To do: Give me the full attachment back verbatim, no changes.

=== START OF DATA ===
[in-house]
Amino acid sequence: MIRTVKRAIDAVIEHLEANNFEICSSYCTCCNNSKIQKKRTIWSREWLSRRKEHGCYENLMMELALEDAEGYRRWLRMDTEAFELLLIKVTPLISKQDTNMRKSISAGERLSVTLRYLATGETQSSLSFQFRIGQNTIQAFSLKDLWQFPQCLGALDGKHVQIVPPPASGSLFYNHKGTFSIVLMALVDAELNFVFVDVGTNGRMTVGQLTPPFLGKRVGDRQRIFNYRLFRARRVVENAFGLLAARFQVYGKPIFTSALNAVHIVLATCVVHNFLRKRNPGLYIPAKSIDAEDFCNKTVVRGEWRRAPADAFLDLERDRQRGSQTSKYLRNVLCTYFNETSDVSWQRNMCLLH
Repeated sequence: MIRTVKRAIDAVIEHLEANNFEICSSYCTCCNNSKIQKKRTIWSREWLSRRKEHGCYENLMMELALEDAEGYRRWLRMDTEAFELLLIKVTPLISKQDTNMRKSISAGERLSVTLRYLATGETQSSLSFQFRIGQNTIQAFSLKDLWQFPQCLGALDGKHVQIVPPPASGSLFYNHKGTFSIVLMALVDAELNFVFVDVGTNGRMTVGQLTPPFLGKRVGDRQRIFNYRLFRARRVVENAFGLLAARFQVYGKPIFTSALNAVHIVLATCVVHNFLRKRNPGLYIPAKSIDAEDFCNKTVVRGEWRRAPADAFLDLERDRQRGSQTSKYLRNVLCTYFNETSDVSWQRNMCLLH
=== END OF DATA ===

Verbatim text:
[in-house]
Amino acid sequence: MIRTVKRAIDAVIEHLEANNFEICSSYCTCCNNSKIQKKRTIWSREWLSRRKEHGCYENLMMELALEDAEGYRRWLRMDTEAFELLLIKVTPLISKQDTNMRKSISAGERLSVTLRYLATGETQSSLSFQFRIGQNTIQAFSLKDLWQFPQCLGALDGKHVQIVPPPASGSLFYNHKGTFSIVLMALVDAELNFVFVDVGTNGRMTVGQLTPPFLGKRVGDRQRIFNYRLFRARRVVENAFGLLAARFQVYGKPIFTSALNAVHIVLATCVVHNFLRKRNPGLYIPAKSIDAEDFCNKTVVRGEWRRAPADAFLDLERDRQRGSQTSKYLRNVLCTYFNETSDVSWQRNMCLLH
Repeated sequence: MIRTVKRAIDAVIEHLEANNFEICSSYCTCCNNSKIQKKRTIWSREWLSRRKEHGCYENLMMELALEDAEGYRRWLRMDTEAFELLLIKVTPLISKQDTNMRKSISAGERLSVTLRYLATGETQSSLSFQFRIGQNTIQAFSLKDLWQFPQCLGALDGKHVQIVPPPASGSLFYNHKGTFSIVLMALVDAELNFVFVDVGTNGRMTVGQLTPPFLGKRVGDRQRIFNYRLFRARRVVENAFGLLAARFQVYGKPIFTSALNAVHIVLATCVVHNFLRKRNPGLYIPAKSIDAEDFCNKTVVRGEWRRAPADAFLDLERDRQRGSQTSKYLRNVLCTYFNETSDVSWQRNMCLLH